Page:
Right now, the sport of freediving in South Africa is alive and kicking. Freediving, as you might know, involves diving and swimming underwater while holding your breath. The sport combines a love for being in the ocean (and swimming pools, freshwater lakes, and the like), with the physical and mental challenge of learning how to hold your breath for an extended period of time. Similar to swimming, freediving also involves learning how to move fluidly and efficiently in the water. With only one breath of air, freedivers need to be as economical as possible underwater.
South Africans do tend to be a competitive bunch, and we tend to thrive on personal progress and success. If you combine this with the idea that freediving is also a competitive sport (Who can dive deeper under water? Further in a pool? Hold their breath for longer?), then it’s obvious why more and more South African freedivers are pushing the limits of the sport and setting records.
Two of these divers are Sophia van Coller and John Daines. Sophia has just broken the SA women’s record in the ‘free immersion’ deep diving event, and John recently set a new SA record in the pool-based ‘dynamic with fins’ event. Both divers are from Cape Town.
Freediving competition categories
There are two broad categories of competition freediving – the depth events and pool-based disciplines.
- Free immersion (FIM): The athlete descends to depth and back up by pulling hand over hand on a vertical diving rope.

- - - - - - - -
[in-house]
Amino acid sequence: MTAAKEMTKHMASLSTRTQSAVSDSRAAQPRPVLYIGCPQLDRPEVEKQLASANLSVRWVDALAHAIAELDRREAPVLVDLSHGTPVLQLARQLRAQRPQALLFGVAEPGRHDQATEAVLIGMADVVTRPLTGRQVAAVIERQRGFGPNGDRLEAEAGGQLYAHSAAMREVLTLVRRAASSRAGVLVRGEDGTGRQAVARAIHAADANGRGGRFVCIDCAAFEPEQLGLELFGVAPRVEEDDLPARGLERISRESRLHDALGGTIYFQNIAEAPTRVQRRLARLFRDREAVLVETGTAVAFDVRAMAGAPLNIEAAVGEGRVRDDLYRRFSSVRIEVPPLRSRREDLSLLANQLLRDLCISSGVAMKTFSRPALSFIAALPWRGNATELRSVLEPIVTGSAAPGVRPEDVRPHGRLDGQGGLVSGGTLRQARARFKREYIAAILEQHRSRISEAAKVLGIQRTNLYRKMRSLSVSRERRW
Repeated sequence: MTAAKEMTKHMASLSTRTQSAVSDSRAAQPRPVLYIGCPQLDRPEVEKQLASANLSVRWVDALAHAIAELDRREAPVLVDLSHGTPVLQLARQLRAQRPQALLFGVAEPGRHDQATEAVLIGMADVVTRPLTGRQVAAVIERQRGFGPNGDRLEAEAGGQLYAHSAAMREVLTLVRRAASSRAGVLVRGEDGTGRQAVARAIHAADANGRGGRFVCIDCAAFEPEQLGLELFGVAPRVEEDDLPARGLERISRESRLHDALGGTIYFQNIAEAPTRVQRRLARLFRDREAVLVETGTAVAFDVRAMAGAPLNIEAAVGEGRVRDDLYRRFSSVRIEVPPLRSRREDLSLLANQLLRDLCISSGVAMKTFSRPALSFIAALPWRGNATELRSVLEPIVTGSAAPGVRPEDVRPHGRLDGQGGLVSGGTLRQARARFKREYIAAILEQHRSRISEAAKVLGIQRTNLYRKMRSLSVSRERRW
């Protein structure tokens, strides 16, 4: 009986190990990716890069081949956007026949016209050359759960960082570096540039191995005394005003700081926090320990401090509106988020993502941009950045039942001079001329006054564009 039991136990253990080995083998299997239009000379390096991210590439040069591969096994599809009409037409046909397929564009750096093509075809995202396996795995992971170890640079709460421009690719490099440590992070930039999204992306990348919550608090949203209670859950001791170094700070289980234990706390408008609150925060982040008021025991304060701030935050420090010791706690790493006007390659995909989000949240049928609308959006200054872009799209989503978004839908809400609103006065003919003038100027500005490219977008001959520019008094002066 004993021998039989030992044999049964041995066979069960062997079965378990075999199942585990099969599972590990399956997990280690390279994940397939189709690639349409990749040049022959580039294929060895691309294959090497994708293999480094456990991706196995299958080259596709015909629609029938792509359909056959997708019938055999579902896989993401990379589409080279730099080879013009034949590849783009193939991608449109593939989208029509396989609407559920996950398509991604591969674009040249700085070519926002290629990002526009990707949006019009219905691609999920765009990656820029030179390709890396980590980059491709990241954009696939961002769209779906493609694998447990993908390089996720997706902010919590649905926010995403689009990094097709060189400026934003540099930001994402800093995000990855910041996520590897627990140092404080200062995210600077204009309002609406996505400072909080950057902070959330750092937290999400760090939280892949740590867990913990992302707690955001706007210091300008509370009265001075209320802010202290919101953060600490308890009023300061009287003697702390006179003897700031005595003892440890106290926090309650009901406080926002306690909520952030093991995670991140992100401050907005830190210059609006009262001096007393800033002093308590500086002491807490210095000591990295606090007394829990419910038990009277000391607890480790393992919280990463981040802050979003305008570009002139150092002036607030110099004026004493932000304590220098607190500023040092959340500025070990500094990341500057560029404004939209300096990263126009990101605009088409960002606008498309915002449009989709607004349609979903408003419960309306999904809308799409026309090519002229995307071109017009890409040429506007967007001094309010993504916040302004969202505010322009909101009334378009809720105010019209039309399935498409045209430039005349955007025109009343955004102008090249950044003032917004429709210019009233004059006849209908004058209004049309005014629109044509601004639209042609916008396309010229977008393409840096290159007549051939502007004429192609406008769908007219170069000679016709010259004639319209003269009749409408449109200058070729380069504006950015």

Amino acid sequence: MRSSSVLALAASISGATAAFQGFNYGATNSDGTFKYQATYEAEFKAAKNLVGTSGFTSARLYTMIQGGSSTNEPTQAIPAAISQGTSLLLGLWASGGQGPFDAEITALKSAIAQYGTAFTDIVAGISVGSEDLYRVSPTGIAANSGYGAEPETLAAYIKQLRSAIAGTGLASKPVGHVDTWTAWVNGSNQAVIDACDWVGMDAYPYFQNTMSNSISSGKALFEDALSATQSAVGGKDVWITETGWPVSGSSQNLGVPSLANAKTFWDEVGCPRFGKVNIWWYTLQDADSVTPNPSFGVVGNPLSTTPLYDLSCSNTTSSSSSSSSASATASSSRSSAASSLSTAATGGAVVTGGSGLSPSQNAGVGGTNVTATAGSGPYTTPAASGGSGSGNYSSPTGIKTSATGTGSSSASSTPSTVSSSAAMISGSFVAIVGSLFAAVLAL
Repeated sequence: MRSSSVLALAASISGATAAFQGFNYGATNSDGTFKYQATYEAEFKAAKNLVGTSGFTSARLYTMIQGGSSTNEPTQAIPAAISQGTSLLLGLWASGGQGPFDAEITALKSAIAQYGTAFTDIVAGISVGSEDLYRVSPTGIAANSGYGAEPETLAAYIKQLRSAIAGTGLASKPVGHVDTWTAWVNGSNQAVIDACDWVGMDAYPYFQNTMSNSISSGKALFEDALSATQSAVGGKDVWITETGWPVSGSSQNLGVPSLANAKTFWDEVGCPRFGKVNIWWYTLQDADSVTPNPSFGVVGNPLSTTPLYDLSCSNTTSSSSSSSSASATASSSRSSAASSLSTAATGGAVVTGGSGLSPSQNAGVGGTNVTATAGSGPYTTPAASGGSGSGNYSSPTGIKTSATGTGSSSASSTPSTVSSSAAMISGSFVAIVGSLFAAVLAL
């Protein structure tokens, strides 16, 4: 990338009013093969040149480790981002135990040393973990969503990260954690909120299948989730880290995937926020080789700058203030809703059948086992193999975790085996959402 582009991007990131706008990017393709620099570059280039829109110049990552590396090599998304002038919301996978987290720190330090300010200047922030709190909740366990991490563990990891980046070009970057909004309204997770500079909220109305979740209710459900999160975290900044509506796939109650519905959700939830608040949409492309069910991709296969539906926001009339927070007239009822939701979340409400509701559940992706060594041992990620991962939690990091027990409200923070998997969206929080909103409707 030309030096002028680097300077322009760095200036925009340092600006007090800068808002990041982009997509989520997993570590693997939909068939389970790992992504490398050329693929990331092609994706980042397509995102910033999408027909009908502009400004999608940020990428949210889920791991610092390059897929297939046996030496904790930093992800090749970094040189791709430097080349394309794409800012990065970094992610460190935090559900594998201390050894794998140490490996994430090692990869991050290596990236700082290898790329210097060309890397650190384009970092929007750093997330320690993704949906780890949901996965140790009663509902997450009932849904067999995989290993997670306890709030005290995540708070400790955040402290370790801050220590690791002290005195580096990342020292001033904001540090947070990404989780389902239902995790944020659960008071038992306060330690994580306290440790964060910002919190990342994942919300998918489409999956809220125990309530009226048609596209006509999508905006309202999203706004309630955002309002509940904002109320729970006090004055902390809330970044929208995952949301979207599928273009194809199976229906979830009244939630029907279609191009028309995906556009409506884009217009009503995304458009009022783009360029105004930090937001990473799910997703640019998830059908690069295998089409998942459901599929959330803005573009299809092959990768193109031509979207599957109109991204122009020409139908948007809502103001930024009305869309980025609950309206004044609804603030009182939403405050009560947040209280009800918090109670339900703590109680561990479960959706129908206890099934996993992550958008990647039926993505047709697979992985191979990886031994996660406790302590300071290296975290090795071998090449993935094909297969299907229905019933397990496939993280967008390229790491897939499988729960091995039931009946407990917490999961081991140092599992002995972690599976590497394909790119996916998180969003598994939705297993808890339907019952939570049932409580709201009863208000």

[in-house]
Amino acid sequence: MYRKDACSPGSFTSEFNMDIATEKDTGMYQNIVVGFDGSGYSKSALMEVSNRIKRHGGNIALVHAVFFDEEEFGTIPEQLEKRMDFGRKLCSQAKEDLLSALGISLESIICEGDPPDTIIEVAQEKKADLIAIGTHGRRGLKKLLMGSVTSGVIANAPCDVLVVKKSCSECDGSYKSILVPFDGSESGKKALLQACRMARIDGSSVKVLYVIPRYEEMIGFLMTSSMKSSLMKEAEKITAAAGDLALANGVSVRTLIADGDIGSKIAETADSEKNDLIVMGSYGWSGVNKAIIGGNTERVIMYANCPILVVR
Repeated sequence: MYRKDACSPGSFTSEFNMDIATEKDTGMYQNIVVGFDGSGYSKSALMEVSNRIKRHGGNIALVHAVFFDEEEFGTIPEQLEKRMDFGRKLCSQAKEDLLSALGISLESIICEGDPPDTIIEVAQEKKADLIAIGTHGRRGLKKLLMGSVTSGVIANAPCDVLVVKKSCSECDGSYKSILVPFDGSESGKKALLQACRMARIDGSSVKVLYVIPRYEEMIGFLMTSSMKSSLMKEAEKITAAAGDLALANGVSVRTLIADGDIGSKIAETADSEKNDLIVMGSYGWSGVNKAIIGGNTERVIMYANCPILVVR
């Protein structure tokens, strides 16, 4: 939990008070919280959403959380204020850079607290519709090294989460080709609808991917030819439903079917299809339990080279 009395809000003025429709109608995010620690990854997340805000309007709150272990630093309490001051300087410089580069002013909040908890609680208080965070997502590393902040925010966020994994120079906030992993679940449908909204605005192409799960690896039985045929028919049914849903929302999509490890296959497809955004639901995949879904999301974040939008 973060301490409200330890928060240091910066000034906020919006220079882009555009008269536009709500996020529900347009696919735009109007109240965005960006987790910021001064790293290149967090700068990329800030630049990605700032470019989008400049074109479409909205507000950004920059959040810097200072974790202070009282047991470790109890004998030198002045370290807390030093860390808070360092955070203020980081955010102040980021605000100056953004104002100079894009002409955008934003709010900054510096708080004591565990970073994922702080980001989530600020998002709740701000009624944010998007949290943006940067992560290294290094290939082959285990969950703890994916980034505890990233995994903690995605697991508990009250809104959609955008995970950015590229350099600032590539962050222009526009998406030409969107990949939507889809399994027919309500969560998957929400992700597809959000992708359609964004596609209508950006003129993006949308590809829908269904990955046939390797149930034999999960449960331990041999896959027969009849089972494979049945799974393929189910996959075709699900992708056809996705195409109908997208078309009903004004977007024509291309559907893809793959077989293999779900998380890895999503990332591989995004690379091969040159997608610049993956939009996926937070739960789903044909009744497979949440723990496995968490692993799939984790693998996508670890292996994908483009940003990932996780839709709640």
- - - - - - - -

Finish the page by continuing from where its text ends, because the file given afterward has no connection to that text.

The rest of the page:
- Constant weight (CWT): Constant weight involves diving to depth and back up with the aid of diving fins, but without pulling on the diving rope.
- Constant weight no-fins (CNF): In this discipline, the athlete dives to depth and back up without the aid of diving fins and without pulling on the diving rope.
- Dynamic with fins (DYN): In this discipline, the athlete swims as far as possible underwater on one breath, with the aid of diving fins. These days, most athletes use a ‘monofin’ and dolphin-kick style.
- Dynamic without fins (DNF): Here, the athlete swims as far as possible underwater, typically using a modified breaststroke swimming style, on one breath and without the aid of diving fins.
- Static apnea (STA): This involves athletes holding their breath and lying face down in water for as long as possible. This discipline tests a freediver’s breath-holding ability and is regarded as one of the most mentally challenging.
Anyone can learn to freedive. But just like many ‘alternative’ adventure sports, freediving can be a deadly activity if done in the wrong way. The golden rules are to always dive with qualified and experienced freedivers (never freedive alone!) and from the beginning, seek out certified and experienced supervision and instruction.